Mitt Romney has suddenly decided that using the Olympics for political gain and wasting a lot of money when there are so many poor people suffering is "distasteful."
February 16, 2014

From this Sunday's Meet the Press, Mitt Romney was asked by host David Gregory to weigh in on the Winter Olympics in Sochi, and Romney used the opportunity to attack Russian President Vladimir Putin for wasting billions of dollars as part of an “unsavoury” vanity project to prop up his own political career:

However Romney, who made his name turning around the Salt Lake City Winter Olympics in 2002 before running unsuccessfully for president as a Republican in 2008 and 2012, risks being accused of hypocrisy. Several officials who worked alongside Romney in Salt Lake City have gone on record accusing him of using the Games for his own political gain.

Romney famously approved a series of Olympic pins bearing his own face, including one in which he was surrounded by official Games mascots beneath the slogan: “Hey Mitt, We Love You!” [...]

He added: “It is a very unsavoury thing and I think the International Olympic Committee is going to have to take action to limit how much is spent on Olympic Games.”

A former businessman who ran a successful Massachusetts gubernatorial campaign on the back of his Winter Olympics success, Romney made a similar argument earlier this week in a USA Today op-ed article.

“I personally attest that the Olympics is the experience of a lifetime for everyone who touches it,” he wrote. “To guarantee that the athletes remain the focus of the Games, and that the Olympics endures for generations to come, it is time to limit the excess.”

Of course, David Gregory didn't mention Romney using the Olympics to help launch his own political career, or his $1.3 billion tax payer funded bailout for the 2002 Salt Lake City Olympics, or him bringing Bain Capital with him to the Olympics -- which is what we've come to expect from Mr. I don't do fact checking, reporting is hard work Gregory.

GREGORY: I’m joined now by the man who headed up the Olympic Games the last time they were here in the U.S., former governor of Massachusetts and, of course, Republican presidential nominee in 2012, Mitt Romney. Governor, welcome back to MEET THE PRESS.

FMR. GOV. MITT ROMNEY (R-MA/2012 Republican Presidential Nominee/CEO, 2002 Winter Olympics): Thanks, David. Good to see you.

GREGORY: I want to ask you about these security threats. Last weekend on one of the Sunday programs, the chair of the House Homeland Security Committee said about the games in Russia, he fears that something will detonate, something will blow up. Do you think the security concerns have been overblown?

FMR. GOV. ROMNEY: No, I think they're very real when you have the kind of specific threats that were leveled at the games. You have to take them seriously. At the same time, I think Russia has shown not only through the application of their security forces, but also through their intelligence work that they have the capacity to keep the games reasonably safe. There's no such thing as a 100 percent guarantee, but I think at this stage people feel pretty comfortable that the games will be safe.

GREGORY: Well you've been critical of the Russian government as 50 billion dollars that it spent to host these games in Sochi, and you wrote a really pointed op-ed about this, this week. I’ll put a portion of it up on the screen for our viewers to see you write, “If a country wants to show off, what's the harm? Waste is harm, particularly when need is as great as it is. Harm occurs when a country spends more than it can afford to keep up appearances with big spenders. Harm occurs when a country is excluded from hosting an Olympics because it can't afford the fabulous frills. And harm occurs when the world's poor look in anguish at the excess." Time to limit that excess and why?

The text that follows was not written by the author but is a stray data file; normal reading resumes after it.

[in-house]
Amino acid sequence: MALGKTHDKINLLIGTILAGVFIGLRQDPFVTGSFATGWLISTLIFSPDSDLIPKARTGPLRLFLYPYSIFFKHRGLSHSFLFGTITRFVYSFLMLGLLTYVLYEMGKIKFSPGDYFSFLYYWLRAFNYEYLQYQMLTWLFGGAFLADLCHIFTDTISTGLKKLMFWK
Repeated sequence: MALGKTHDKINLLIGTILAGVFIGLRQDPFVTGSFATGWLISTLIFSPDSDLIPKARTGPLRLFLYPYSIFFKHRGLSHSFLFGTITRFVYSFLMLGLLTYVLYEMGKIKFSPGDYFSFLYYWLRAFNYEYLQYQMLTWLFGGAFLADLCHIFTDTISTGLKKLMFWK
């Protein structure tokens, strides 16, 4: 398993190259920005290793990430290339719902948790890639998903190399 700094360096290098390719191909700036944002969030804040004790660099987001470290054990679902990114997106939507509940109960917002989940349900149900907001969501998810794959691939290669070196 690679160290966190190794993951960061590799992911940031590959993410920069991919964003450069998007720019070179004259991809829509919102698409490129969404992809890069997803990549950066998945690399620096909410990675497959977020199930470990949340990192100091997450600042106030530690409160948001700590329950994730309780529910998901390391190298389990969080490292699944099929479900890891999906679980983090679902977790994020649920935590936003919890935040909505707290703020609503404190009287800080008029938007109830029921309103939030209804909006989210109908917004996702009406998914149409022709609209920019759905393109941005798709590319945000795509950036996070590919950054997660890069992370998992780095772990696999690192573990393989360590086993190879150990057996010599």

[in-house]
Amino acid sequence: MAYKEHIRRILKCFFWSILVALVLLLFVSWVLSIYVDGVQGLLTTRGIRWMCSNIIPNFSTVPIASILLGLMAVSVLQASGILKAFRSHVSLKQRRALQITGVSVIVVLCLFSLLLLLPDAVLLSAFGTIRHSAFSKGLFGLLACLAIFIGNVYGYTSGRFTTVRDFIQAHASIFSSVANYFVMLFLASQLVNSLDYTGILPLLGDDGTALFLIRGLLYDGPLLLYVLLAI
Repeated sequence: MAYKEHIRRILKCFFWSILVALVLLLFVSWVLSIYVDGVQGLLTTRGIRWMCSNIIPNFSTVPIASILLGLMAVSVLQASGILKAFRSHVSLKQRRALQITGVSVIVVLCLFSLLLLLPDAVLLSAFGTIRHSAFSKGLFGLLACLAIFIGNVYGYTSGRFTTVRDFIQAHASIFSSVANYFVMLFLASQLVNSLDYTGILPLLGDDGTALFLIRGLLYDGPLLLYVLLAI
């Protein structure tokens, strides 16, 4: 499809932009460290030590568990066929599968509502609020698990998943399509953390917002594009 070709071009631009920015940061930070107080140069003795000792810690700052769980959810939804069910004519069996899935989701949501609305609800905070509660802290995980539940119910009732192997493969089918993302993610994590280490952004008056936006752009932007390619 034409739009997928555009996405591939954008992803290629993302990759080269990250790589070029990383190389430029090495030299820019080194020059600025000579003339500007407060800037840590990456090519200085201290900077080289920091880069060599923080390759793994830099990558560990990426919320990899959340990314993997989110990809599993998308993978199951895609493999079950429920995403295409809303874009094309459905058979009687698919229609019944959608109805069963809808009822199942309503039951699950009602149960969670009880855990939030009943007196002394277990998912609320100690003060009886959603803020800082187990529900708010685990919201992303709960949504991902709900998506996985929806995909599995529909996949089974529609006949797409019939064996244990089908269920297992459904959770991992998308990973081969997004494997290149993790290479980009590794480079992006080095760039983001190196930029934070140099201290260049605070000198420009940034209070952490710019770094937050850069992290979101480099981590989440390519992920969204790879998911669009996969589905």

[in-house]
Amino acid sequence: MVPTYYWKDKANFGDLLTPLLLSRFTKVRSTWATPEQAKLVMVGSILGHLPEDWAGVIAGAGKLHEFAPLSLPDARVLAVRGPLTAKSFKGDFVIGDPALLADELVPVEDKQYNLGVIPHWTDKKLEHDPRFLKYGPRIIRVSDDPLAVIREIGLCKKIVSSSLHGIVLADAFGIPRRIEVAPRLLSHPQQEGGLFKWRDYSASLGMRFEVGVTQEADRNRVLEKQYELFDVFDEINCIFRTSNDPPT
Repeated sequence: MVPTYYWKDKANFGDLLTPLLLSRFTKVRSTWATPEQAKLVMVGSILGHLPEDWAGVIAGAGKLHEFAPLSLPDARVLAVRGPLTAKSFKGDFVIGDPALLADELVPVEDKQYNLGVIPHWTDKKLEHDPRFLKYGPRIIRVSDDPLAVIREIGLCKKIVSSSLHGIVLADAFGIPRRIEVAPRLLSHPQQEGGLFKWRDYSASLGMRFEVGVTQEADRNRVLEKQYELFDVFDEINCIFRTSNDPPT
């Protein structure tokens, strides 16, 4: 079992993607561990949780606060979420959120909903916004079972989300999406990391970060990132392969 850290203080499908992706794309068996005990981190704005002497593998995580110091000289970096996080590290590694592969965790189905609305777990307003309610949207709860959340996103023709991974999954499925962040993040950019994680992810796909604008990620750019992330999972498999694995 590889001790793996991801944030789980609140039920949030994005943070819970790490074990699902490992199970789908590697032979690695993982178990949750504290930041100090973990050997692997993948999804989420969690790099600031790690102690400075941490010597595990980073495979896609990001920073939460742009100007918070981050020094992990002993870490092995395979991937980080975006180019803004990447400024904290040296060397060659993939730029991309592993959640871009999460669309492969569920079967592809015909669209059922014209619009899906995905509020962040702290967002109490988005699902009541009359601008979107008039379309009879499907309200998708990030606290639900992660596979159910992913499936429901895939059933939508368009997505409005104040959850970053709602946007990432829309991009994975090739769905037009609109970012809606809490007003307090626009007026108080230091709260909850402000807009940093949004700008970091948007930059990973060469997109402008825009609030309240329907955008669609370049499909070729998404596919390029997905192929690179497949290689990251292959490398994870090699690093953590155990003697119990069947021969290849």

FMR. GOV. ROMNEY: Well, I really think so because you don't need to spend 50 billion dollars as Russia has or as China did to put an Olympic sport. Olympic sport can be demonstrated at two or three billion dollars. And all that extra money could be used to do some very important things in terms of fighting poverty and fighting disease around the world. That's what we really ought to be using those resources for as opposed to wasting them in many cases to show off a country or I think more cynically to show off the politicians in the country.


FMR. GOV. ROMNEY: And to take money from some people so that politicians can be puffed up and be shown around the world I think is something which is very distasteful at a time when there's so much poverty and so much need.

GREGORY: Do you think Putin views it as worth it? I assume he's among the politicians you're talking about being puffed up on the world stage.

FMR. GOV. ROMNEY: Oh, I think there's no question, but that the politicians who take this money and spend 50 billion dollars to host the world for TV appearances, I think they think it's worth it or they wouldn't spend it.

GREGORY: Is it still…

FMR. GOV. ROMNEY: A lot of that money certainly could be going into-- to corruption as well and-- and paying off various folks. It's a-- it’s a very unsavory thing. And I think the International Olympic Committee is going to have to take action to limit how much is spent on Olympic Games.

GREGORY: In terms of cities like Boston here in America, vying for future games, definitely worth it, you would say go for it; don't pass up the opportunity?

FMR. GOV. ROMNEY: Oh, it's a great experience to host an Olympic Games. Everybody that touches the Olympics that I’ve ever seen has said it was one of the greatest experiences of their life, not-- not because of all the fun they had but because of all the service they were able to give to others. It-- it's a great unifying thing. Boston would love it if the games came back-- came home.

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